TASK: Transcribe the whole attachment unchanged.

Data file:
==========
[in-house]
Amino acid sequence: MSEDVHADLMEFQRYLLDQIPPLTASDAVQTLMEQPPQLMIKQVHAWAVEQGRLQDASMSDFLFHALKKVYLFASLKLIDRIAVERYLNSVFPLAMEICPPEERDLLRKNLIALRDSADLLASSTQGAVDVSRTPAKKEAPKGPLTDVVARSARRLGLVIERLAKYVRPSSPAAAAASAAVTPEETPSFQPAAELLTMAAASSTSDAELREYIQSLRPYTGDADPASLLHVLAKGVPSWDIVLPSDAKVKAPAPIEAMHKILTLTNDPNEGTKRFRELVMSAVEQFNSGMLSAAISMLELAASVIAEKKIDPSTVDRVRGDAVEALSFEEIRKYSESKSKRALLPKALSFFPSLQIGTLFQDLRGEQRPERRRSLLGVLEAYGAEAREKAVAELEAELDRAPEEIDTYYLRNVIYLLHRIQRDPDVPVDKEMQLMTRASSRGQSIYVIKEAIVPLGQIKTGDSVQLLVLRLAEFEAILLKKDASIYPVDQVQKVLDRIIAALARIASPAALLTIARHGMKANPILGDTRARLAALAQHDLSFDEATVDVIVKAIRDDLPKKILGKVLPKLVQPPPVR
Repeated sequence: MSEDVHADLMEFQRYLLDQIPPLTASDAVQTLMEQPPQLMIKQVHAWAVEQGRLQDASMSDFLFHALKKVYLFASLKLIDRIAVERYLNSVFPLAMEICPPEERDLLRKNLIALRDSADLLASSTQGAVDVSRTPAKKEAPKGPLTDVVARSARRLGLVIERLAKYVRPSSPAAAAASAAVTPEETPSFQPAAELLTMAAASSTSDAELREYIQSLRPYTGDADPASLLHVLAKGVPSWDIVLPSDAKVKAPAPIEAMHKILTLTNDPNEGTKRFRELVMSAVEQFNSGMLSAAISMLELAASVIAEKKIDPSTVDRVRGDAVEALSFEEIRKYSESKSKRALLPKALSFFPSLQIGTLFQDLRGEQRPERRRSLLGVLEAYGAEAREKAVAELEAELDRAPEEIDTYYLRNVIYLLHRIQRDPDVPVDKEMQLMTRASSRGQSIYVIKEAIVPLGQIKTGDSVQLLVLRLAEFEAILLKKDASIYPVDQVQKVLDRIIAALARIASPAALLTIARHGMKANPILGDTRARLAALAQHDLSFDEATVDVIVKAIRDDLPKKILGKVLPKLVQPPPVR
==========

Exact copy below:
[in-house]
Amino acid sequence: MSEDVHADLMEFQRYLLDQIPPLTASDAVQTLMEQPPQLMIKQVHAWAVEQGRLQDASMSDFLFHALKKVYLFASLKLIDRIAVERYLNSVFPLAMEICPPEERDLLRKNLIALRDSADLLASSTQGAVDVSRTPAKKEAPKGPLTDVVARSARRLGLVIERLAKYVRPSSPAAAAASAAVTPEETPSFQPAAELLTMAAASSTSDAELREYIQSLRPYTGDADPASLLHVLAKGVPSWDIVLPSDAKVKAPAPIEAMHKILTLTNDPNEGTKRFRELVMSAVEQFNSGMLSAAISMLELAASVIAEKKIDPSTVDRVRGDAVEALSFEEIRKYSESKSKRALLPKALSFFPSLQIGTLFQDLRGEQRPERRRSLLGVLEAYGAEAREKAVAELEAELDRAPEEIDTYYLRNVIYLLHRIQRDPDVPVDKEMQLMTRASSRGQSIYVIKEAIVPLGQIKTGDSVQLLVLRLAEFEAILLKKDASIYPVDQVQKVLDRIIAALARIASPAALLTIARHGMKANPILGDTRARLAALAQHDLSFDEATVDVIVKAIRDDLPKKILGKVLPKLVQPPPVR
Repeated sequence: MSEDVHADLMEFQRYLLDQIPPLTASDAVQTLMEQPPQLMIKQVHAWAVEQGRLQDASMSDFLFHALKKVYLFASLKLIDRIAVERYLNSVFPLAMEICPPEERDLLRKNLIALRDSADLLASSTQGAVDVSRTPAKKEAPKGPLTDVVARSARRLGLVIERLAKYVRPSSPAAAAASAAVTPEETPSFQPAAELLTMAAASSTSDAELREYIQSLRPYTGDADPASLLHVLAKGVPSWDIVLPSDAKVKAPAPIEAMHKILTLTNDPNEGTKRFRELVMSAVEQFNSGMLSAAISMLELAASVIAEKKIDPSTVDRVRGDAVEALSFEEIRKYSESKSKRALLPKALSFFPSLQIGTLFQDLRGEQRPERRRSLLGVLEAYGAEAREKAVAELEAELDRAPEEIDTYYLRNVIYLLHRIQRDPDVPVDKEMQLMTRASSRGQSIYVIKEAIVPLGQIKTGDSVQLLVLRLAEFEAILLKKDASIYPVDQVQKVLDRIIAALARIASPAALLTIARHGMKANPILGDTRARLAALAQHDLSFDEATVDVIVKAIRDDLPKKILGKVLPKLVQPPPVR